Labor may be but one component of any foodservice operation but it remains one of the most expensive. Applied correctly, labor can make most any foodservice operation more efficient and help drive sales.
In a previous post I touched on the subject of efficiency, reminding us that efficiency has two aspects: a cost and a benefit, better known as the sales-building side. Although efficiency sometimes ends up being a cost-reduction exercise, we must remember that to drive true efficiency, operators need to change both sides of the equation. The application of many industrial engineering techniques can help achieve this critical balance.
Although restaurants can leverage many operating parameters (seen in the list below) to drive a higher level of efficiency for the purposes of this blog let's focus on labor.
Optimum Integration of Operating Parameters:
- Platforms (Equipment)
- Place (Facility)
- People (Labor)
- Product (Menu)
Labor comprises one critical piece of a retail foodservice operation. Along with food cost, this variable typically represents one of the top two expense items on a foodservice operator's P&L statement. In addition to being a significant cost center, labor can impact both sides of the efficiency equation. Labor can show up as cost (or input), but if correctly applied the cost of the labor should drive sales many times over. After all, labor allows an operation to deliver sales. For non-foodservice retail concepts, labor becomes the key mover and enabler of sales.
If applied incorrectly, though, labor can result in more cost than benefit (sales). And foodservice operators will see the cost of labor immediately, while it may take time for the benefit to materialize. If operators were certain that adding labor would lead to more sales, the decision to increase personnel would be very easy. The problem is that you can't rely on the adage "if you build it they will come" and this applies even more if the foodservice operator does not apply the labor in a systematic way.
So how do you apply labor in a systematic way?
The first step is to understand the way the operation applies labor. Often foodservice and retail operators will base how much labor they need on a financial metric, for example. And many will assume that if sales remain consistent from one day to the next then the amount of labor should remain consistent, too. Yet, due to market demands, most retail foodservice concepts have become very innovative with the products they offer. Recall that in a prior write up I commented that if you don't innovate you can die as a brand by not staying relevant to your customers, but if you innovate wrong, you can kill yourself. Not providing the right labor level for the new menu items a foodservice operation plans to introduce can be an example of the latter.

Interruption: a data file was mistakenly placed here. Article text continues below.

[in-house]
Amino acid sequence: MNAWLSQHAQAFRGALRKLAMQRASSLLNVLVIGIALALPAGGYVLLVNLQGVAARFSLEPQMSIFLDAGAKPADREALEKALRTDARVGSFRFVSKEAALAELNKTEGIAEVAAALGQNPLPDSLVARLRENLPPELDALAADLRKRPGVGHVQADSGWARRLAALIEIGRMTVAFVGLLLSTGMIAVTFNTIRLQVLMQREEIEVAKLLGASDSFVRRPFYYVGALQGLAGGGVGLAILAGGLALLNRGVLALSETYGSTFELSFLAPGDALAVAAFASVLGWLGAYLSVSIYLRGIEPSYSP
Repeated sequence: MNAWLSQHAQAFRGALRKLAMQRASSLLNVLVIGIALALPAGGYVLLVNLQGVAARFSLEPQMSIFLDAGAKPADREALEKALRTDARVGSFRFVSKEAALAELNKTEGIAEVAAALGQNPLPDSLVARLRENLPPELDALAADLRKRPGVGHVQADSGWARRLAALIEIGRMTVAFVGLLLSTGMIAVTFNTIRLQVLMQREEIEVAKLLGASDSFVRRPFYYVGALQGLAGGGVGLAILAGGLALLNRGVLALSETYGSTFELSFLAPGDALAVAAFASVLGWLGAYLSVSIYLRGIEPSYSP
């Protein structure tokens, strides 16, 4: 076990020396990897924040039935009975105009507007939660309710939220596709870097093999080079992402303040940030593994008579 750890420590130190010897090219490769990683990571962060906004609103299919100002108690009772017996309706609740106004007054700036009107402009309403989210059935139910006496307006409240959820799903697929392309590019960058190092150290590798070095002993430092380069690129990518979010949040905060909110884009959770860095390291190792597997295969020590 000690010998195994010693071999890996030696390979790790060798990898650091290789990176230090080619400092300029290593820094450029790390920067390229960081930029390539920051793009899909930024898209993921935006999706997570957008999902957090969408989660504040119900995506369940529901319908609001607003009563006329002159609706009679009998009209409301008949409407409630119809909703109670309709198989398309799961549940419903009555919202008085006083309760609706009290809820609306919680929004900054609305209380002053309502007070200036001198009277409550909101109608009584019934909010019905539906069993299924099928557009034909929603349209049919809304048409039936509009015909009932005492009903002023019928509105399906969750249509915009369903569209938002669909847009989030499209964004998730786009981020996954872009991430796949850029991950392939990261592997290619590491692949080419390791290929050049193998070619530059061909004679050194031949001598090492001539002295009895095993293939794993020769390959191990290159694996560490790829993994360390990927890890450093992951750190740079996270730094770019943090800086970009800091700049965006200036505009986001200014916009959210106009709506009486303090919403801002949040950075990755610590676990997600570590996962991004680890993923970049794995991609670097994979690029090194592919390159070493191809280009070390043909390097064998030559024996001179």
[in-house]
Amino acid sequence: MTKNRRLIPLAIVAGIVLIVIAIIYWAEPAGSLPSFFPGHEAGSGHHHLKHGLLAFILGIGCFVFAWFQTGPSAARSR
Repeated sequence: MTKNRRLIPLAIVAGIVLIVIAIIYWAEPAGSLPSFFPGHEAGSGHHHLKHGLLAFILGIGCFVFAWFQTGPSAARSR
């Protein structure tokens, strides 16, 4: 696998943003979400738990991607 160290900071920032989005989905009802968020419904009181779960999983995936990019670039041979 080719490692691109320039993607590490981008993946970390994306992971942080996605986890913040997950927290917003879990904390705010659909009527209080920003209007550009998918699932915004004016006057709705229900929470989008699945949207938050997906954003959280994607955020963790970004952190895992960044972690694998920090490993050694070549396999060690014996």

Sometimes labor ends up being an entitlement, where the foodservice operator allocates the same number of hours regardless of how much work needs to be done. This scenario allows labor to expand to fill the void when there is more time than work allotted, or cut corners when the staff has too much to do in the allotted time.
The second step is to realize that to drive sales and optimize labor, foodservice operators should base staffing levels on the work required to deliver the desired level of customer service. Bottom line: The system must facilitate deploying the right labor in the right place at the right time. The best way to do this is with a work-content and activity-based labor scheduling system, where the operations clearly and objectively documents all the activities required to deliver the customer service and then assigns a fair time (standard time) to get these accomplished. A variety of industrial engineering techniques can facilitate the development of labor standards (see list below).
Industrial Engineering Labor Standards Techniques
- Engineering Standard
- Work Sampling
- Time Studies
- Professional Estimates
- Work Rating
Then take into consideration the product mix, which along with an appropriate work utilization factor that is based on the level of demand, results in the optimum labor deployment to be used to optimize the top side (sales) of the efficiency equation.
In addition to providing the operations with a way to drive sales, there are many other benefits of defining labor in an objective and systematic way, as described herein. I will touch on these in my next article. One can say that labor is a precious commodity in a retail operation, thus the need to manage it optimally to drive the maximum sales building benefit (the top of the equation).